With wine, spa and superb sea views, eastern Crete offers a well-balanced diet of indulgence, writes Jo Cooke.
You can’t help but love the Greek islands – and Crete is the cream of the crop. The furthest south, it has a long season, lots of sunshine and being the largest island of all, you’re never short of things to do.
While many of its siblings can be summed up in a day’s island tour, you’d need weeks to get to all the nooks and crannies of this baby. The trick is to pick a corner, base yourself there, and then explore.
I joined a charismatic bunch of travel agents heading to the northeastern side of the island, via an Aegean Airlines flight to capital Heraklion.
Heraklion seamlessly blends classical and contemporary. The 16th-century city walls soar above the waterfront, complemented by Castello a Mare, a fortress that extends along the harbour. Continue west and you hit the swanky promenade, with its coffee shops and cocktail bars. It’s clear the residents here have flair – and always have done, if Heraklion Archaeological Museum is anything to go by. It’s packed full of bejewelled and gilded artefacts.
Heraklion may be the current capital of Crete, but in antiquity it was its near-neighbour, Knossos, that ran the show. A grand Minoan palace marks the spot, reconstructed to resemble its 1900BC counterpart. This was the des-res of past millennia, a cutting-edge abode for royals and their courtiers. Grab a tour guide at the door, and marvel at the columns, frescoes, pottery and clever mod-cons, including an ‘air-conditioning’ system.
The grapes on those frescoes are a clue to a Cretan tradition that dates back some 3,500 years, too: winemaking. We were whisked off into the hills by local firm Politis Transfer Services to the Douloufakis family’s winery, where four generations have crafted a robust syrah and perky chardonnay. There are tasting rooms in the village of Dafnes, or you can sample their wares, as we did, while dining on home-cooked meze dishes at a shepherd’s hut surrounded by rolling vineyards.
All of this is within easy reach of the Aldemar Royal Mare. This five-star pad, set on the long and undeveloped Anissaras beach, was our base. Together with sister properties, Aldemar Knossos Royal and Aldemar Cretan Village, guests pretty much have Anissaras all to themselves, plus it’s just 25 minutes from Heraklion airport. “This is a great location, and the pace changes between the properties, meaning you can send a range of clients here,” said Daniel Reed, independent travel consultant at Reed Travel. There’s certainly a sense of seclusion, despite being just a 10-minute shuttle ride from tourist hub Hersonissos.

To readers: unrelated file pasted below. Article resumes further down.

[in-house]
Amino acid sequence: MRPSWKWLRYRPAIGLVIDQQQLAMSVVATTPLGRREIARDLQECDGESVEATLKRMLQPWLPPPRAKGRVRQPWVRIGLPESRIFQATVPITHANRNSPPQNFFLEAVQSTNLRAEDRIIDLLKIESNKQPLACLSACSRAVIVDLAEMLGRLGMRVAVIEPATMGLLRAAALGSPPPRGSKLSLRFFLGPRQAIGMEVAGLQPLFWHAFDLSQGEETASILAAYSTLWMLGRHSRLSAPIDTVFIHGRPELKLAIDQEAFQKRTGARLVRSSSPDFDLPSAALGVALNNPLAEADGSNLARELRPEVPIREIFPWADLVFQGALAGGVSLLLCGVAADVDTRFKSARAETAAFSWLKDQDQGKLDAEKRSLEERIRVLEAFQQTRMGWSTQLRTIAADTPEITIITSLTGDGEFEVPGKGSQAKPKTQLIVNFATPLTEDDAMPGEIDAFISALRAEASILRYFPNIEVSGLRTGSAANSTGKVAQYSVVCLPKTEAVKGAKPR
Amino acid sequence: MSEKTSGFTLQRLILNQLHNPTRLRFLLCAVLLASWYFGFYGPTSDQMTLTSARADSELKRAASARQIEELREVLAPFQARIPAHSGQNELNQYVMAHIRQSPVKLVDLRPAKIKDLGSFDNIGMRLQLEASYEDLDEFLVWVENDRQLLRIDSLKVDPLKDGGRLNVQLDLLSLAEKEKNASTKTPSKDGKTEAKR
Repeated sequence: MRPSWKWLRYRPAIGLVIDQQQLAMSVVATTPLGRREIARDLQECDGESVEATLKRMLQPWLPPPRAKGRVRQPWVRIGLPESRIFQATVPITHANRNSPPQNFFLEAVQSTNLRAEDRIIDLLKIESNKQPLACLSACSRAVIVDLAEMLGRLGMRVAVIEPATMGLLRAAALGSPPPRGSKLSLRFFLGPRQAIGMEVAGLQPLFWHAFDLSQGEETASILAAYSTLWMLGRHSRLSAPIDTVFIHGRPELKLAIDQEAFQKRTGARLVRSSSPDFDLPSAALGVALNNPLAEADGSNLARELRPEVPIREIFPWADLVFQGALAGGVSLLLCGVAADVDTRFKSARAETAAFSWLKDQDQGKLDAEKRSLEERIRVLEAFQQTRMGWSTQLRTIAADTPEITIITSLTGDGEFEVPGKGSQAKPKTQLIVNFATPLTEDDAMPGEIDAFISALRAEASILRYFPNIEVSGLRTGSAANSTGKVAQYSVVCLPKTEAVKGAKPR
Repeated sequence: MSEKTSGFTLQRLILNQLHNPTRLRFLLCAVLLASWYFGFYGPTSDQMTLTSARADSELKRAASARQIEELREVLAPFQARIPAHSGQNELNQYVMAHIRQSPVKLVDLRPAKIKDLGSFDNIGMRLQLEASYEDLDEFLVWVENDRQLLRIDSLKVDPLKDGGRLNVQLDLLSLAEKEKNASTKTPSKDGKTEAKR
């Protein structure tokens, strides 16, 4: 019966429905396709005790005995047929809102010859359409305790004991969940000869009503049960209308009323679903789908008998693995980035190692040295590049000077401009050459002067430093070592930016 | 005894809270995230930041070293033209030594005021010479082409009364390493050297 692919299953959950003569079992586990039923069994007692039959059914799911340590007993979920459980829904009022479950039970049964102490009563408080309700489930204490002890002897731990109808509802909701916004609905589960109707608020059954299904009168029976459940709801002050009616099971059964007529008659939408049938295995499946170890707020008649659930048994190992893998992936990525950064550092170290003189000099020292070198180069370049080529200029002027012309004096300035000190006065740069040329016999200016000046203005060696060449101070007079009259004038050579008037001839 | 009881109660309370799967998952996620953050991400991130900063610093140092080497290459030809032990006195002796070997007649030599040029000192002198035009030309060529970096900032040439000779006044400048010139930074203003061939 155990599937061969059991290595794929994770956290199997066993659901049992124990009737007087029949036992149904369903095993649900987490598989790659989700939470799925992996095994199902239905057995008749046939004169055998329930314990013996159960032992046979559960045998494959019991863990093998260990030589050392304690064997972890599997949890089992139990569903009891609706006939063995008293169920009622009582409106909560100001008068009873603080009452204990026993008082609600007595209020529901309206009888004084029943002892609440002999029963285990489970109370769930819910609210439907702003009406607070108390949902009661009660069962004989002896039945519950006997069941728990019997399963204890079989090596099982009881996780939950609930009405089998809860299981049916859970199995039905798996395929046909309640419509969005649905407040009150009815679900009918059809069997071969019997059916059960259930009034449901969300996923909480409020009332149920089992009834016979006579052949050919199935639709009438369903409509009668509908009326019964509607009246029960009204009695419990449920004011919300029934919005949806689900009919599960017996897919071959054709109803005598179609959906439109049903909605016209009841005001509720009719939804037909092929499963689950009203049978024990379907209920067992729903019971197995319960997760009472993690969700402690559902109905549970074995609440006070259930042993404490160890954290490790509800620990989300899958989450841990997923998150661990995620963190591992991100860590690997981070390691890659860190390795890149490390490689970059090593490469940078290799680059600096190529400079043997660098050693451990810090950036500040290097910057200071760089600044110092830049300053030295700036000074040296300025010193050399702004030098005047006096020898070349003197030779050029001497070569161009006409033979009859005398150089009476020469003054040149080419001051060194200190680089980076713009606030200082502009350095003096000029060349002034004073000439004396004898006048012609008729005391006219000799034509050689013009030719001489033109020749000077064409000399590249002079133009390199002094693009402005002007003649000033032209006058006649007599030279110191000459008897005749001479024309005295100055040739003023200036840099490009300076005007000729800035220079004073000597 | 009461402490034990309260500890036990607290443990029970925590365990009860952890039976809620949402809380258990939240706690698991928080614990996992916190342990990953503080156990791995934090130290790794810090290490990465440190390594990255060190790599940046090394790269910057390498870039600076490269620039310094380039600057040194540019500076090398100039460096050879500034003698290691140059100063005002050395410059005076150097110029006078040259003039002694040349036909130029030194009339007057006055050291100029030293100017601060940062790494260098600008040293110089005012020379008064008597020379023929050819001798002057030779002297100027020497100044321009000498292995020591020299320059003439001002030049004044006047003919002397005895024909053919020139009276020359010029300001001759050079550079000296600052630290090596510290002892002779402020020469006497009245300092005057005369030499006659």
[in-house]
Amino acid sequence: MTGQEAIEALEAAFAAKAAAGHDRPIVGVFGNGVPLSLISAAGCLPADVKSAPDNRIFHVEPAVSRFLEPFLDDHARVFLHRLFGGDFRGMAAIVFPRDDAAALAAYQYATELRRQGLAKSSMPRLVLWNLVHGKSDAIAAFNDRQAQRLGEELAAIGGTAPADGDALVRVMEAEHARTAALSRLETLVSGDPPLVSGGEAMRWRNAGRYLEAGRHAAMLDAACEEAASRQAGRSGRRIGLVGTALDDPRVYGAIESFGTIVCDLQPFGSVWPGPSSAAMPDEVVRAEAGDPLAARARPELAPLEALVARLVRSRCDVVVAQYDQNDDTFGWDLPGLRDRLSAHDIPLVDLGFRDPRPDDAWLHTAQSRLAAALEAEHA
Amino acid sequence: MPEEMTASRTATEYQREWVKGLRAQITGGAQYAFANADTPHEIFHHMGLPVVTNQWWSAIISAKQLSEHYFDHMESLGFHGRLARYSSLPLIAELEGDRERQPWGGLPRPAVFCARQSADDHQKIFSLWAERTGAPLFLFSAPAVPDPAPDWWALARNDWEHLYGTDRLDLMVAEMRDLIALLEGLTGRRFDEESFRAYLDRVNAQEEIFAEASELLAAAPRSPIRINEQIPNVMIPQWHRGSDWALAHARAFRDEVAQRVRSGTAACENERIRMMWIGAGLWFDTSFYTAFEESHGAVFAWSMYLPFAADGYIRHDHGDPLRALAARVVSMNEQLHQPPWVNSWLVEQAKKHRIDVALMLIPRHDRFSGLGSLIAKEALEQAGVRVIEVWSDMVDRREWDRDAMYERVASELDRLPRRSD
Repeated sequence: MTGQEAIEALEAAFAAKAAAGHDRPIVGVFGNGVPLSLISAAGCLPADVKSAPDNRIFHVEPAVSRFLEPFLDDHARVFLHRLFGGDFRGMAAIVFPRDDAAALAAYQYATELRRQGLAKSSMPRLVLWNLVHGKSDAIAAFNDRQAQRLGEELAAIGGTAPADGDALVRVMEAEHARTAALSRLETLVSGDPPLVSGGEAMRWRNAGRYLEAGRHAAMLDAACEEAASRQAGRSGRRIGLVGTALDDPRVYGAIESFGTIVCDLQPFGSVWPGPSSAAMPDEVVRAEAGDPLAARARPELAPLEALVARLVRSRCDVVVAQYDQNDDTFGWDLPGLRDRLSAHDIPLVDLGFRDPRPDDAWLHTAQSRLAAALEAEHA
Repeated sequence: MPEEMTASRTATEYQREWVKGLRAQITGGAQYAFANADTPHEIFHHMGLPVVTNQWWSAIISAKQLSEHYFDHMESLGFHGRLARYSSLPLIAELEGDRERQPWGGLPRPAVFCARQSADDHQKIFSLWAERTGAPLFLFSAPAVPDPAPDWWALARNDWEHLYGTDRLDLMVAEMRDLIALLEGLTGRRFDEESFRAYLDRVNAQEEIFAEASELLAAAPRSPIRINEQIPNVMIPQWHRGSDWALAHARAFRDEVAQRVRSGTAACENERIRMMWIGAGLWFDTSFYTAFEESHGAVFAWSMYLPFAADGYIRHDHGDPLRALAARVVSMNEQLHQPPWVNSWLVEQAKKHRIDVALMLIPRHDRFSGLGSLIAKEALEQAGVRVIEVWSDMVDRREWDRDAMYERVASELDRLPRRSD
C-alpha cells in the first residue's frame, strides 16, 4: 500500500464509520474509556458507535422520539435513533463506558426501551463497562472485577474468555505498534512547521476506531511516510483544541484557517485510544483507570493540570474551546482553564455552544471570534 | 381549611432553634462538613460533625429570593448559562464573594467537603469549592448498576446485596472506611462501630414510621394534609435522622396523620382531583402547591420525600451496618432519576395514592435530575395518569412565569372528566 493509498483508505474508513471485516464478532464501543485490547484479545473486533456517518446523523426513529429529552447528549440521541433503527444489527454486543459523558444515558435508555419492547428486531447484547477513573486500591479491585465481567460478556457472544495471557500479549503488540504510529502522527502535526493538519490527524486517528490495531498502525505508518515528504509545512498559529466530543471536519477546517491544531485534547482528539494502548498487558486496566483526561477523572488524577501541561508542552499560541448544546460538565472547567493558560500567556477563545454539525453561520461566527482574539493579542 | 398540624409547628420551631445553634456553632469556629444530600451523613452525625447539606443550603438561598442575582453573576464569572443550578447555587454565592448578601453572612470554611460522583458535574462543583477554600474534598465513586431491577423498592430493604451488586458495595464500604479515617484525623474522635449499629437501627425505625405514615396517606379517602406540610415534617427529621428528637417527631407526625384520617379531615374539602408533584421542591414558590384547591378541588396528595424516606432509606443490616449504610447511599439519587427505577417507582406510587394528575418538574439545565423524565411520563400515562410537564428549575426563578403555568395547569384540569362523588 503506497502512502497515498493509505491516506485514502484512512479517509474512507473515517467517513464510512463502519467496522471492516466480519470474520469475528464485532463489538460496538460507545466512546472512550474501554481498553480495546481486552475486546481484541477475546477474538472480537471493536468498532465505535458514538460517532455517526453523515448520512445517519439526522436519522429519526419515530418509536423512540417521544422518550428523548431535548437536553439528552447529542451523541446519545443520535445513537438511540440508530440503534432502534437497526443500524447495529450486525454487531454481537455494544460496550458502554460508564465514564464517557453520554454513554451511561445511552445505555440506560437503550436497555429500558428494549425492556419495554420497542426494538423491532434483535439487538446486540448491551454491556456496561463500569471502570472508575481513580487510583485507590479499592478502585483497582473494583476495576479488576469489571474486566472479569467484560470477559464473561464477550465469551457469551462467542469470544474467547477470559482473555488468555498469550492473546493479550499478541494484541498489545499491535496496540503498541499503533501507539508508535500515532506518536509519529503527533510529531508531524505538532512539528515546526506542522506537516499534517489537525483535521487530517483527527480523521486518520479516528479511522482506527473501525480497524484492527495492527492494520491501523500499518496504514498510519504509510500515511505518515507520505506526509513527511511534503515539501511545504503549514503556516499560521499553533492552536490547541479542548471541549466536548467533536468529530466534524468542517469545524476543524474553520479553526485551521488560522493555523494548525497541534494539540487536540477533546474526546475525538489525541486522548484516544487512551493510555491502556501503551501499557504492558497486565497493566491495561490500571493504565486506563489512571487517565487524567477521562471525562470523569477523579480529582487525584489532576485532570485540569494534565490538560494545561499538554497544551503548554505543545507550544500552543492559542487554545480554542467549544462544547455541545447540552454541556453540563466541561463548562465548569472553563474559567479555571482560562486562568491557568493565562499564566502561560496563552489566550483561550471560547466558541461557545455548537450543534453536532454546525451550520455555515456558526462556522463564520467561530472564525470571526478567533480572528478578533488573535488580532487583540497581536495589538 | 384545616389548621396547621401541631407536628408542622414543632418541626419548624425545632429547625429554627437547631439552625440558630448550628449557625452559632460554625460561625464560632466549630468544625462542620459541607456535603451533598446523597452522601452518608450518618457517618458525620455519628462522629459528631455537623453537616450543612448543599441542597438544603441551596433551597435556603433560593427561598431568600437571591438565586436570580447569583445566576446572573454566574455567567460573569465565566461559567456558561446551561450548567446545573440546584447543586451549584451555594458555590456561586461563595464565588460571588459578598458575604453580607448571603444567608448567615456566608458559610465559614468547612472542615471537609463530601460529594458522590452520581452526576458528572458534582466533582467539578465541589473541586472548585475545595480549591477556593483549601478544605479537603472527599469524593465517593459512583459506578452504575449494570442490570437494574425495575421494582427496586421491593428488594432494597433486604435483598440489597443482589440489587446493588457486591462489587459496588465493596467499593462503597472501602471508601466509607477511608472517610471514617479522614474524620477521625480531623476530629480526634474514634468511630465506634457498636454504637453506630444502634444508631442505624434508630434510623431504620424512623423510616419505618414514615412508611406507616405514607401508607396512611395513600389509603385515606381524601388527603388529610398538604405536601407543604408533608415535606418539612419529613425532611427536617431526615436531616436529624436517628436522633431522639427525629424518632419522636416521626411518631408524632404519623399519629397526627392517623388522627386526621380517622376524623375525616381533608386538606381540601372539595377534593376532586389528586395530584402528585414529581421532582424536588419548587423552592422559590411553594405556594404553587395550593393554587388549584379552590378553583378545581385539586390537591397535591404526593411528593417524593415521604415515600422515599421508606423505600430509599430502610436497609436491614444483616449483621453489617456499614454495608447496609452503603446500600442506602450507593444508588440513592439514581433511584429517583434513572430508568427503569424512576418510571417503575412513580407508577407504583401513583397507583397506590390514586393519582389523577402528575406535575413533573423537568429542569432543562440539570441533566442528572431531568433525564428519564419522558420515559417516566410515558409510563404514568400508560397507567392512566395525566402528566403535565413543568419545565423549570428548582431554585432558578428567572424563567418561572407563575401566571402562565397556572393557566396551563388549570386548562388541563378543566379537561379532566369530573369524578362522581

• Samaria Gorge: Take a spectacular six-hour hike through ravines and pine forest.
• Elafonisi: Sail from Paleohora to this lagoon-like, white-sand beach tickled by shallow turquoise water.
• Chania: Lap up this city’s Italianate atmosphere and Venetian-era buildings.
• Olive-oil factory: Take a tour of the Paraschakis family’s oliveoil factory near Rethymnon.
From Hersonissos, you can catch a bus west into Heraklion or east to Agios Nikolaos. The latter is textbook Greece. A sizeable seaside town that feels more like a fishing village, Agios Nikolaos is touched by the ocean on all sides, with a beach and marina at one end, and picturesque ferry port at the other.
The pedestrianised 28 Oktovriou Street links the two, lined with speciality shops selling ceramics, olive oils, herbs, wood-carved kitchenalia, natural bath products and sea sponges among irresistible upscale souvenirs.
There’s one further feather in Agios Nikolaos’ cap. An inlet of water feeds a small lake where waterfowl hang out around a miniature church carved into the cliff face.
After a morning’s sightseeing, the next stop can only be the Royal Mare’s thalasso spa – a temple of wellbeing spread over three floors. There’s a hammam, plunge pools, seaweed body wraps, aromatherapy massage, aqua bikes, hydro-jet baths and weight-loss programmes, all designed to send you home feeling on cloud nine. Emma Taylor, personal travel agent at Mid-Counties Co-operative, says: “I’m impressed by the staff and their outstanding knowledge. It’s perfect for girls’ breaks, but more for those who want some health-conscious pampering than a hen party.”
Tried and tested
Aldemar Royal Mare
This 391-room resort is for luxury lovers, with low-rise blocks between bursts of vegetation, service that’s attentive and exceptional food. “The Royal Mare has some of the best kids’ facilities I have seen, plus separate pools for children and adults,” says Lisa Rhodes of Travel Directors.
Aldemar Cretan Village
Made up of white-washed buildings with trailing bougainvillea tumbling from their balconies, this recently renovated hotel has 322 bright rooms and a village vibe. Vanessa de Vere of Travel Counsellors says: “I love its retro-chic. I wouldn’t hesitate to send clients who seek tradition and comfort here.” aldemarcretanvillage.gr
Aldemar Knossos Royal
This Minoan-themed hotel has a cliff-top chapel, 413 rooms and an extensive animation programme. “Family rooms have a great layout with a dividing wall that means you’re not on top of each other,” says Suda Gray of Travel PA. “There’s even a kids’ restaurant with kid-sized counters, tables and chairs,” adds Blue Sea Holidays’ Paul Edwards.
Aegean Airlines offers four daily flights from Heathrow to Athens year-round, plus seasonal flights from Manchester and Edinburgh. One-way fares from Heathrow start at £75.
Wellbeing Escapes’ Wellbeing Booster package at Aldemar Royal Mare starts at £811 per person, including four nights’ half-board, spa treatments and transfers.
Jet2holidays offers a week’s all-inclusive at Aldemar Cretan Village from £599 per person, based on four sharing with flights from Manchester on May 16, 2020.
Tui has seven nights’ all-inclusive at the Aldemar Knossos Royal from £777 per person, flying from Norwich on May 5, 2020.